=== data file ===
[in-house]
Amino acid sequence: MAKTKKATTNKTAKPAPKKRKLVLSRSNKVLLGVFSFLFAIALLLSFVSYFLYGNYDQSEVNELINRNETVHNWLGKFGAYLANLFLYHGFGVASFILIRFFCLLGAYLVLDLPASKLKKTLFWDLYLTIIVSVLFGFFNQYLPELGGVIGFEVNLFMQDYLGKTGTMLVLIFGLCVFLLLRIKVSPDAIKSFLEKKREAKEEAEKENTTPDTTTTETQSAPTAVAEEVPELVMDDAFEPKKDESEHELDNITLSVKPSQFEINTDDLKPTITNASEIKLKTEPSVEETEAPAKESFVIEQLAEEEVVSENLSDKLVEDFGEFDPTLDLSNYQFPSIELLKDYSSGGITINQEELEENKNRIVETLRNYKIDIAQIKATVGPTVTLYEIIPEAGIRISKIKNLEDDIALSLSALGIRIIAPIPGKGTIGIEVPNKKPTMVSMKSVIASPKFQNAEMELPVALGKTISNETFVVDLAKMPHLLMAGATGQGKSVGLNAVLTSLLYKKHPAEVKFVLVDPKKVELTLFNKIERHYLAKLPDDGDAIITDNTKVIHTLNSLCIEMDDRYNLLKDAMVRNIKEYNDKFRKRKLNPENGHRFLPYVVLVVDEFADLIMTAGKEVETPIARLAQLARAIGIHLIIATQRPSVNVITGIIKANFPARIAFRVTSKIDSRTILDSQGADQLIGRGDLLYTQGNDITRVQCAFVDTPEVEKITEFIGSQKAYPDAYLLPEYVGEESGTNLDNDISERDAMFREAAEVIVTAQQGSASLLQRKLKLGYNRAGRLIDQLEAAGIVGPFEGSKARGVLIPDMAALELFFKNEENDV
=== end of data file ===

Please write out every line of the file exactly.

[in-house]
Amino acid sequence: MAKTKKATTNKTAKPAPKKRKLVLSRSNKVLLGVFSFLFAIALLLSFVSYFLYGNYDQSEVNELINRNETVHNWLGKFGAYLANLFLYHGFGVASFILIRFFCLLGAYLVLDLPASKLKKTLFWDLYLTIIVSVLFGFFNQYLPELGGVIGFEVNLFMQDYLGKTGTMLVLIFGLCVFLLLRIKVSPDAIKSFLEKKREAKEEAEKENTTPDTTTTETQSAPTAVAEEVPELVMDDAFEPKKDESEHELDNITLSVKPSQFEINTDDLKPTITNASEIKLKTEPSVEETEAPAKESFVIEQLAEEEVVSENLSDKLVEDFGEFDPTLDLSNYQFPSIELLKDYSSGGITINQEELEENKNRIVETLRNYKIDIAQIKATVGPTVTLYEIIPEAGIRISKIKNLEDDIALSLSALGIRIIAPIPGKGTIGIEVPNKKPTMVSMKSVIASPKFQNAEMELPVALGKTISNETFVVDLAKMPHLLMAGATGQGKSVGLNAVLTSLLYKKHPAEVKFVLVDPKKVELTLFNKIERHYLAKLPDDGDAIITDNTKVIHTLNSLCIEMDDRYNLLKDAMVRNIKEYNDKFRKRKLNPENGHRFLPYVVLVVDEFADLIMTAGKEVETPIARLAQLARAIGIHLIIATQRPSVNVITGIIKANFPARIAFRVTSKIDSRTILDSQGADQLIGRGDLLYTQGNDITRVQCAFVDTPEVEKITEFIGSQKAYPDAYLLPEYVGEESGTNLDNDISERDAMFREAAEVIVTAQQGSASLLQRKLKLGYNRAGRLIDQLEAAGIVGPFEGSKARGVLIPDMAALELFFKNEENDV